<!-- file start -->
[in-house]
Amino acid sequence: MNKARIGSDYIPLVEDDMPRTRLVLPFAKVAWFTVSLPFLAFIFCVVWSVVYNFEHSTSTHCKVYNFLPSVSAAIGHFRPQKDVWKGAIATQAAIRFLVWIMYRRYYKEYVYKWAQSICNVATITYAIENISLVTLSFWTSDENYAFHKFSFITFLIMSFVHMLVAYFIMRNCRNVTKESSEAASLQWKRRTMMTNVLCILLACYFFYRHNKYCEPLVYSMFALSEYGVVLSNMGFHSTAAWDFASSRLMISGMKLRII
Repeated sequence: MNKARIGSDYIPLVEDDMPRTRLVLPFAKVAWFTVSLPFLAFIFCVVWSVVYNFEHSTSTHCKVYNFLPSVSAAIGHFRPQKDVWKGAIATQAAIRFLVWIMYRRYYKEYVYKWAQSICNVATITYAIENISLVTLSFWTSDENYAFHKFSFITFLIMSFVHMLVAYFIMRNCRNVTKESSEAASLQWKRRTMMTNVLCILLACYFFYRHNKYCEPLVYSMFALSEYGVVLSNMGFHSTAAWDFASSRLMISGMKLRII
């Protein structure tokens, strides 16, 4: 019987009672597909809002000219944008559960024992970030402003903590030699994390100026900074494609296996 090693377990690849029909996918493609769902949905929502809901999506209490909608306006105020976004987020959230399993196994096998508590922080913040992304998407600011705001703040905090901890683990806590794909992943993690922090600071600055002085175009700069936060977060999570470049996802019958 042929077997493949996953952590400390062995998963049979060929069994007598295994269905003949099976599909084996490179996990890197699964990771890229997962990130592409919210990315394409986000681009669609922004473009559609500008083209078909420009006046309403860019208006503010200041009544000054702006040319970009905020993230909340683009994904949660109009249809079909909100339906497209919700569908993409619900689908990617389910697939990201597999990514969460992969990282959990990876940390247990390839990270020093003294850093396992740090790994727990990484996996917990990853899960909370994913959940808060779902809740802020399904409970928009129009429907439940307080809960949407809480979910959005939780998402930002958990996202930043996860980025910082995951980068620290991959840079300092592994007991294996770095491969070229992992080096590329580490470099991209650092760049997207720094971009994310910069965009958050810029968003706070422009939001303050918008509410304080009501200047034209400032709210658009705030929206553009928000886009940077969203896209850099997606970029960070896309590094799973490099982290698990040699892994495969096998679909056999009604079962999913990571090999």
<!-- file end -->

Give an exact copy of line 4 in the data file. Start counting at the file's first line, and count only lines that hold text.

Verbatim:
């Protein structure tokens, strides 16, 4: 019987009672597909809002000219944008559960024992970030402003903590030699994390100026900074494609296996 090693377990690849029909996918493609769902949905929502809901999506209490909608306006105020976004987020959230399993196994096998508590922080913040992304998407600011705001703040905090901890683990806590794909992943993690922090600071600055002085175009700069936060977060999570470049996802019958 042929077997493949996953952590400390062995998963049979060929069994007598295994269905003949099976599909084996490179996990890197699964990771890229997962990130592409919210990315394409986000681009669609922004473009559609500008083209078909420009006046309403860019208006503010200041009544000054702006040319970009905020993230909340683009994904949660109009249809079909909100339906497209919700569908993409619900689908990617389910697939990201597999990514969460992969990282959990990876940390247990390839990270020093003294850093396992740090790994727990990484996996917990990853899960909370994913959940808060779902809740802020399904409970928009129009429907439940307080809960949407809480979910959005939780998402930002958990996202930043996860980025910082995951980068620290991959840079300092592994007991294996770095491969070229992992080096590329580490470099991209650092760049997207720094971009994310910069965009958050810029968003706070422009939001303050918008509410304080009501200047034209400032709210658009705030929206553009928000886009940077969203896209850099997606970029960070896309590094799973490099982290698990040699892994495969096998679909056999009604079962999913990571090999």